Nine men who consistently impress when it comes to fashion, whatever the season and whatever the occasion.
The glory days of greasers (1950s)
It would remiss of us to go to the trouble of discussing the impact of “The Wild One” (1953) and its unforgettable antihero without acknowledging the subculture that Johnny Strabler and his band of merry men were a part of – the greasers.
Known for their slicked-back hairstyles, love of all things automotive and black leather clad look, there is little that characterises 1950s Americana quite like the greaser. The greasers were more than just walking endorsements of leather, denim and petrol, the greasers were a union of similar-minded young men and women advocating values of standing out on their own, rather than submitting to society’s whims and ideas of what a person should be and how they should behave.
Johnny Strabler’s Black Rebels Motorcycle Club in “The Wild One” lived their lives somewhat nihilistically. They were non-committal, disenchanted and unaffected – drifting from town to town in the pursuit of thrills and excitement. In this sense they were absolutely carrying out a textbook form of the greaser lifestyle. They certainly looked like them too. But one has the ask how a group that fiercely advocates a refusal to conform can reconcile that advocacy with their willingness to physically conform to the fashion standards set by their peers.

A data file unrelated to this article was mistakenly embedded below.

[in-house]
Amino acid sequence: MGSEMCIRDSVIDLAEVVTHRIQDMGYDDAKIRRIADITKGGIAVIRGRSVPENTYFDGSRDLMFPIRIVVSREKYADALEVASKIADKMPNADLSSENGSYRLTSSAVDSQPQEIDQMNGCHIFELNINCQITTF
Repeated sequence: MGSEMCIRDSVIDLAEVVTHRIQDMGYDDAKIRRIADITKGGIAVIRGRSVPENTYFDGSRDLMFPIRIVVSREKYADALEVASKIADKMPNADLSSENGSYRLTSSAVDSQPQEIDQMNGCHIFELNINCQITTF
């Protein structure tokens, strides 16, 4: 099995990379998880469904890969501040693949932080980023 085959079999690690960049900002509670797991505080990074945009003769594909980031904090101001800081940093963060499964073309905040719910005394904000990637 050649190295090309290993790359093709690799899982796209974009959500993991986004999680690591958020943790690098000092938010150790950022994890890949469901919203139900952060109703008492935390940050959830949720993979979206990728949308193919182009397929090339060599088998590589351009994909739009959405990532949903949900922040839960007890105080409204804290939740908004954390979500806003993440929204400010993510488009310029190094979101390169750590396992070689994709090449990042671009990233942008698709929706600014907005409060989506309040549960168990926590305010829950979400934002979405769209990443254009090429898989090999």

It’s a little hypocritical, no? It’s the 1950s equivalent of being anti-establishment and anti-capitalism, and yet feverishly typing your rants on an £1,000 laptop from a certain fruit-based technology company.
The greaser movement wasn’t a strictly American affair, though. The ‘greaser’ filtered through to British culture, albeit 15 years later and with a rebrand somewhere along the way. When the ‘greaser’ arrived in Britain, they were known as ‘rockers’ instead –a slightly anti-climactic term when the Japanese equivalent was called the “thunder tribe”, a name so perfect that I can’t believe I’m not making it up.
Then again, given the British national past time of self-deprecation, we probably would have arrived at “drizzle dudes” if we were trying to replicate the Japanese rather than the Americans…
Still, it was a slick leather look that all factions and offshoots of the greasers had in common, making their members instantly recognisable. Leather was an unspoken calling card of their subculture that immediately communicated a kindred spirit to fellow devotees, and a warning sign to their opposition.